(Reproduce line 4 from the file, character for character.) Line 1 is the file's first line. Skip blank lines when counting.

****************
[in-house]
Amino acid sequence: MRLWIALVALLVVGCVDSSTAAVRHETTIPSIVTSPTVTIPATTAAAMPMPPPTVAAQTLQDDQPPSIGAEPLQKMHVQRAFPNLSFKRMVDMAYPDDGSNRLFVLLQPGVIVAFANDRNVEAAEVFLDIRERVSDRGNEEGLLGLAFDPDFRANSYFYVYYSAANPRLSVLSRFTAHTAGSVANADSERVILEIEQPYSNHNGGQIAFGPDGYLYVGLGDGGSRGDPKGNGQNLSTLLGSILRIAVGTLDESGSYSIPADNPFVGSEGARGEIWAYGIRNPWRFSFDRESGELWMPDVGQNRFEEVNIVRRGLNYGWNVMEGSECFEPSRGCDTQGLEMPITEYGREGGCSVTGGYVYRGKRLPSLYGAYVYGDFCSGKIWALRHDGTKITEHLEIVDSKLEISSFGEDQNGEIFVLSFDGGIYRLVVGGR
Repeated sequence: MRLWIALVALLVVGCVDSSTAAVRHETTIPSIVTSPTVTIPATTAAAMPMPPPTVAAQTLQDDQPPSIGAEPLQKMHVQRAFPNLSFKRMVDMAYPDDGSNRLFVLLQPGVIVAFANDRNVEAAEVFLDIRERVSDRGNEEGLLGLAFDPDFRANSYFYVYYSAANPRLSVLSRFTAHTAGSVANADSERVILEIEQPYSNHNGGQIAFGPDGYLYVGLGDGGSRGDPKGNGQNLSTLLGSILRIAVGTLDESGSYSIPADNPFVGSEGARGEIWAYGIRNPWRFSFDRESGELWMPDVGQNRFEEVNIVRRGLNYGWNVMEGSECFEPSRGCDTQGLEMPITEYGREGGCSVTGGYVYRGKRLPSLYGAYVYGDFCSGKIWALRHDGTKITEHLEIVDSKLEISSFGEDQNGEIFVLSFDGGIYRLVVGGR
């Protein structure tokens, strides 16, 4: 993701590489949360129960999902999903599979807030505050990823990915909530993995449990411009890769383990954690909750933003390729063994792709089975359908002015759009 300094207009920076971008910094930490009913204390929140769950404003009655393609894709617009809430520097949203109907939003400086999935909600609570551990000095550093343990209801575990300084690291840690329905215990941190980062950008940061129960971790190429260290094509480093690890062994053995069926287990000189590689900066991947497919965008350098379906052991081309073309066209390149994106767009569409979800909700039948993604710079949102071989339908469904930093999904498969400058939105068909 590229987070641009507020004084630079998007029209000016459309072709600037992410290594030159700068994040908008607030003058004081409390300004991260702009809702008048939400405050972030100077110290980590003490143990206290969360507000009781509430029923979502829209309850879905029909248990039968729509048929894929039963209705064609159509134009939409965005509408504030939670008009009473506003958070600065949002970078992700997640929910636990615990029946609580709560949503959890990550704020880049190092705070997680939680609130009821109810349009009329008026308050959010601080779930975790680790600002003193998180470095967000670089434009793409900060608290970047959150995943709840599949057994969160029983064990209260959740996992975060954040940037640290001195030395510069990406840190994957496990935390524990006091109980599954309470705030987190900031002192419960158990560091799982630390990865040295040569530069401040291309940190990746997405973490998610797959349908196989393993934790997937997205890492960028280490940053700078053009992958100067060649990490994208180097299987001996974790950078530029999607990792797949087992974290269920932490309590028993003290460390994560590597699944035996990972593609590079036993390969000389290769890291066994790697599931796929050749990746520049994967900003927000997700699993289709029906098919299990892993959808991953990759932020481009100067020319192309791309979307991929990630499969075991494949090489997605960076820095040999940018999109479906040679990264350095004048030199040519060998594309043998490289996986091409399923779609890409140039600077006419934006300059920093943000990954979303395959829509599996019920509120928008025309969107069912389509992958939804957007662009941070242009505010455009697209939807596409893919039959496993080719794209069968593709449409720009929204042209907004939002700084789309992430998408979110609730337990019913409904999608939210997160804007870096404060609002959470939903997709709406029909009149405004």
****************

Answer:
């Protein structure tokens, strides 16, 4: 993701590489949360129960999902999903599979807030505050990823990915909530993995449990411009890769383990954690909750933003390729063994792709089975359908002015759009 300094207009920076971008910094930490009913204390929140769950404003009655393609894709617009809430520097949203109907939003400086999935909600609570551990000095550093343990209801575990300084690291840690329905215990941190980062950008940061129960971790190429260290094509480093690890062994053995069926287990000189590689900066991947497919965008350098379906052991081309073309066209390149994106767009569409979800909700039948993604710079949102071989339908469904930093999904498969400058939105068909 590229987070641009507020004084630079998007029209000016459309072709600037992410290594030159700068994040908008607030003058004081409390300004991260702009809702008048939400405050972030100077110290980590003490143990206290969360507000009781509430029923979502829209309850879905029909248990039968729509048929894929039963209705064609159509134009939409965005509408504030939670008009009473506003958070600065949002970078992700997640929910636990615990029946609580709560949503959890990550704020880049190092705070997680939680609130009821109810349009009329008026308050959010601080779930975790680790600002003193998180470095967000670089434009793409900060608290970047959150995943709840599949057994969160029983064990209260959740996992975060954040940037640290001195030395510069990406840190994957496990935390524990006091109980599954309470705030987190900031002192419960158990560091799982630390990865040295040569530069401040291309940190990746997405973490998610797959349908196989393993934790997937997205890492960028280490940053700078053009992958100067060649990490994208180097299987001996974790950078530029999607990792797949087992974290269920932490309590028993003290460390994560590597699944035996990972593609590079036993390969000389290769890291066994790697599931796929050749990746520049994967900003927000997700699993289709029906098919299990892993959808991953990759932020481009100067020319192309791309979307991929990630499969075991494949090489997605960076820095040999940018999109479906040679990264350095004048030199040519060998594309043998490289996986091409399923779609890409140039600077006419934006300059920093943000990954979303395959829509599996019920509120928008025309969107069912389509992958939804957007662009941070242009505010455009697209939807596409893919039959496993080719794209069968593709449409720009929204042209907004939002700084789309992430998408979110609730337990019913409904999608939210997160804007870096404060609002959470939903997709709406029909009149405004």